Tax season is upon us and if you haven’t yet, you’ll be getting a request from your CPA to pull together all your documents to prepare your tax returns. Keep in mind that if your social security number and personal information is shared with others, you can be the target of identity theft. Here are some ways to safeguard your tax returns this year.
Scan Your Receipts
It’s a lot easier for your CPA if all of your receipts are scanned electronically. This also prevents having to mail a lot of receipts and statements to your CPA.
If you don’t have a scanner, you can purchase an inexpensive all-in-one printer/fax/scanner from your local office supply store.
Be sure to buy one with an auto-feeder as it will save time in scanning multiple pages. You can pick one up at Office Max for about $199: HP OfficeJet Pro 6830 Wireless e-All-In-One Printer, Scanner, Copier, Fax.
- Medical Receipts – Doctor, dentist and hospital visits as well as purchases of medicine.
- Property Tax Receipts – Receipts for payments of property taxes.
- Financial Receipts – Brokerage statements, dividends, capital gains, mortgage interest, and other financial receipts.
- Rental Property Receipts – Receipts for utility bills, rental history, upgrades and property enhancements, etc.
- Charity and Donations – Receipts for charitable giving and donations to Goodwill and other organizations.
- Business Expenses – If you have a home business, receipts for purchases of office supplies, postage, shipping, and other business expenses.
Once you’ve scanned your receipts, don’t put them in the trash because people tend to go through trash this time of year looking for personal information. Instead, shred your receipts with a good shredder.
Not all shredders are created equally as some simply shred your document into strips which can be easily put back together to see the document.
At a minimum, consider purchasing a cross-cut shredder since it would be much harder to reconstruct the shredded document. For more extensive information on shredders, see this article from eHow. You can pick up a cross-cut shredder for about $79 from Office Max, here is one to consider.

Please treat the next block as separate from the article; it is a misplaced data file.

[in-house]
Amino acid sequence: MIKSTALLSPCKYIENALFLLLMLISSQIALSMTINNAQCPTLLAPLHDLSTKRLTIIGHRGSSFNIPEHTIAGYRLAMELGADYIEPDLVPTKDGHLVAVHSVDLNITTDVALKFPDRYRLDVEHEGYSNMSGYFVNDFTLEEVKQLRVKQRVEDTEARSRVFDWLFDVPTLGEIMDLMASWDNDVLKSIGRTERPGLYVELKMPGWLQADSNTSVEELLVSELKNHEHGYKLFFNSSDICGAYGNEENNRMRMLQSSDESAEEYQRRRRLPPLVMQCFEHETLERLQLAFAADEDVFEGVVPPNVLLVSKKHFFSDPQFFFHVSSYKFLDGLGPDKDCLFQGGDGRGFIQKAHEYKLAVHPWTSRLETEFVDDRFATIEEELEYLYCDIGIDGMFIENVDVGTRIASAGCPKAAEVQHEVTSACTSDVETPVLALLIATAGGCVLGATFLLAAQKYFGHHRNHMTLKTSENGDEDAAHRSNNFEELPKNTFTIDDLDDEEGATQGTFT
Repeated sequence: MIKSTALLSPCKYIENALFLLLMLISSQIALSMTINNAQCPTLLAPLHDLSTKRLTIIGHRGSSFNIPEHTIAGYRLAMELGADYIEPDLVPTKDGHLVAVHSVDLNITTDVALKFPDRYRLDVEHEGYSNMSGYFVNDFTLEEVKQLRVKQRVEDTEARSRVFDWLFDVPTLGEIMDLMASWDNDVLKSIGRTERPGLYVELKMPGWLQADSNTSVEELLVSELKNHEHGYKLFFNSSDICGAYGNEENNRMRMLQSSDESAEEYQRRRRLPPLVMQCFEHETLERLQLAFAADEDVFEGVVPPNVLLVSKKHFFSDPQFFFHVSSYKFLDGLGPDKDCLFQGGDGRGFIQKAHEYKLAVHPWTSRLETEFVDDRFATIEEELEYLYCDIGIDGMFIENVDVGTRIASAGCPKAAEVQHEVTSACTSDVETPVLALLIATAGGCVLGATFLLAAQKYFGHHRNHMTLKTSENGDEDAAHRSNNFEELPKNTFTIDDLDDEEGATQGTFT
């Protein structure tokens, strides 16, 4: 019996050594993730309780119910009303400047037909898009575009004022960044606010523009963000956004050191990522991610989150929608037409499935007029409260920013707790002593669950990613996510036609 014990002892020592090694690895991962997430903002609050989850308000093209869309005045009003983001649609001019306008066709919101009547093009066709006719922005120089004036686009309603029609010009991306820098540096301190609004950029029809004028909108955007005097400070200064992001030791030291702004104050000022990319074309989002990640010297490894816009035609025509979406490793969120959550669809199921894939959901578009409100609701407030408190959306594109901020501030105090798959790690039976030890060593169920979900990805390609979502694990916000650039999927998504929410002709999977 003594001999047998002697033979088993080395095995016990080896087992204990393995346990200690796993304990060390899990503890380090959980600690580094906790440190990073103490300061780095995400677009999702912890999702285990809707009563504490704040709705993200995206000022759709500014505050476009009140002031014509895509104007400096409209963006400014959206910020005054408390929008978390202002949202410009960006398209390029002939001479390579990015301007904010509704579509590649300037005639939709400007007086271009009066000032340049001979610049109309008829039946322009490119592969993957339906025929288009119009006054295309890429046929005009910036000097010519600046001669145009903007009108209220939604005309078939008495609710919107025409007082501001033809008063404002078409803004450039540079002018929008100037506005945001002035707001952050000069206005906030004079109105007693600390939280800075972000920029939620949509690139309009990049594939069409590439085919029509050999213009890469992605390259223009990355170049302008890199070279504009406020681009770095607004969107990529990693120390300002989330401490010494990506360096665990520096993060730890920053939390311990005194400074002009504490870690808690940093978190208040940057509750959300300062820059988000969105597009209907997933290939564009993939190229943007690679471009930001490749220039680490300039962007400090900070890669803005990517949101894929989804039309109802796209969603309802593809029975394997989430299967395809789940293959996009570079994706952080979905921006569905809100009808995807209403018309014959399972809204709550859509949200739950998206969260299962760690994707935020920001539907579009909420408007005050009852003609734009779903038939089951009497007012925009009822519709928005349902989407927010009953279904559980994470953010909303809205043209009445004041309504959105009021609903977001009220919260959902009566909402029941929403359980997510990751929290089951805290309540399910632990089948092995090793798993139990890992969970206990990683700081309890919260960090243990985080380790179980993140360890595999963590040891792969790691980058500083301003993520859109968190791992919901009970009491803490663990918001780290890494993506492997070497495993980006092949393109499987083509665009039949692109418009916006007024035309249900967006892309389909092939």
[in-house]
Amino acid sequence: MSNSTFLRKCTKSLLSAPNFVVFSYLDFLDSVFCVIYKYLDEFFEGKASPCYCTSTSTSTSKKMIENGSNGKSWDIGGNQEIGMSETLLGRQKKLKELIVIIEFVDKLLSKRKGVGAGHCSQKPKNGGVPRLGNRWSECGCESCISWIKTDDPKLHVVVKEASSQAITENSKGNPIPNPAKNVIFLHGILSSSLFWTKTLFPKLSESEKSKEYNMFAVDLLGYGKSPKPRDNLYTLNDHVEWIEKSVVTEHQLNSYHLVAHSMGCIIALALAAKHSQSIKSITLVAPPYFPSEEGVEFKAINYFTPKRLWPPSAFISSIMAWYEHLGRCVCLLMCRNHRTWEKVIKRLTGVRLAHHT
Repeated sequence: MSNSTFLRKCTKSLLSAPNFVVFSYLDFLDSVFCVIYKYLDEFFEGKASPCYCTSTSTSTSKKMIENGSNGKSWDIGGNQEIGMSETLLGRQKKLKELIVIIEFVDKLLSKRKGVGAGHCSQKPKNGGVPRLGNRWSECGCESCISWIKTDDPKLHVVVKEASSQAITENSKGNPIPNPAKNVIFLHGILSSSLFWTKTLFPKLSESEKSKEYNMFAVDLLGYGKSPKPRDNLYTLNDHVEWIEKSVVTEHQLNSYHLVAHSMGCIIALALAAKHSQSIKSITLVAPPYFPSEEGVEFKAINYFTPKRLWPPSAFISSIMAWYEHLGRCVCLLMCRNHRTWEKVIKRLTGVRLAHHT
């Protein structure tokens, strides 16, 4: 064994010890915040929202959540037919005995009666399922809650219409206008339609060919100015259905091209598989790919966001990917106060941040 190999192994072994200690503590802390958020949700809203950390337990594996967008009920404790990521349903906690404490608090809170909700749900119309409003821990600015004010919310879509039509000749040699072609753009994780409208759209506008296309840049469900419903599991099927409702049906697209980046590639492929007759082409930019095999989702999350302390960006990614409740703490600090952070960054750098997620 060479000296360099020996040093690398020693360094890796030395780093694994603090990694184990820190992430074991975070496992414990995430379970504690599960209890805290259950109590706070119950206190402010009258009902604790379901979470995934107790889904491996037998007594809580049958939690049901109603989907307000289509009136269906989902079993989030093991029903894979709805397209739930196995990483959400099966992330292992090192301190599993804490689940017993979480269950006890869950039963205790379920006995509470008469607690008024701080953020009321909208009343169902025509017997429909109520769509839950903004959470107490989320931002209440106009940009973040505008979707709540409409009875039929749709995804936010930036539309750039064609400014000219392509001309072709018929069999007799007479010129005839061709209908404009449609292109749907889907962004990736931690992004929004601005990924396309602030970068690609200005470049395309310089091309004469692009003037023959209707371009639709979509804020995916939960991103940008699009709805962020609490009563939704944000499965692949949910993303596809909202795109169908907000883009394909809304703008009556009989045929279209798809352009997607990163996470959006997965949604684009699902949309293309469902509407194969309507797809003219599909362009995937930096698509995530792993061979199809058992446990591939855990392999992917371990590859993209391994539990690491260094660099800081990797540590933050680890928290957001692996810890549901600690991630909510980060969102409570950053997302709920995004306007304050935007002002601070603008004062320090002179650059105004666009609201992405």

Do Not Send Tax Records via Email
Email is not a good way to send tax documents that contain your account numbers or social security number. It is simply not secure and can be intercepted by hackers. A better approach is to upload your documents to a secure document storage platform and have it notify the person you are sending it to via email. Once they get the email, they can download the document but it will be transferred in a secure encrypted format.
Some people use Dropbox for tax returns and preparation documents, but it’s just not secure enough. You’ll want to use a service that encrypts the document during transport (when being sent over email) and keeps the document encrypted when stored there.
The TriggerBox is a low-cost service that does this and as you send documents to your CPA, friends or peers, they don’t have to have a paid license of the TriggerBox to download the document you sent them. Here is a quick video that shows how it works, you can get a free 30 day account here:
Store Your Tax Returns for the Future
Once your tax return is completed, keep a copy of it online so that you can easily retrieve it. The TriggerBox software can also be used for this. You can create virtual safety deposit boxes and place your tax return there. You can also add other sensitive documents like Wills and other Estate documents. By keeping all of this in the TriggerBox, you’ll never lose access to it, it will be kept safe via encryption and will be backed up so that you never lose it.
Start off the year by scanning all your tax related receipts. If your CPA or anyone else needs you to send them tax documents electronically, put them in a secure location, like the TriggerBox. Your CPA or others you are sharing these documents with don’t have to have their own TriggerBox account to receive them. Once done, store your tax returns there to keep them safe and backed up.
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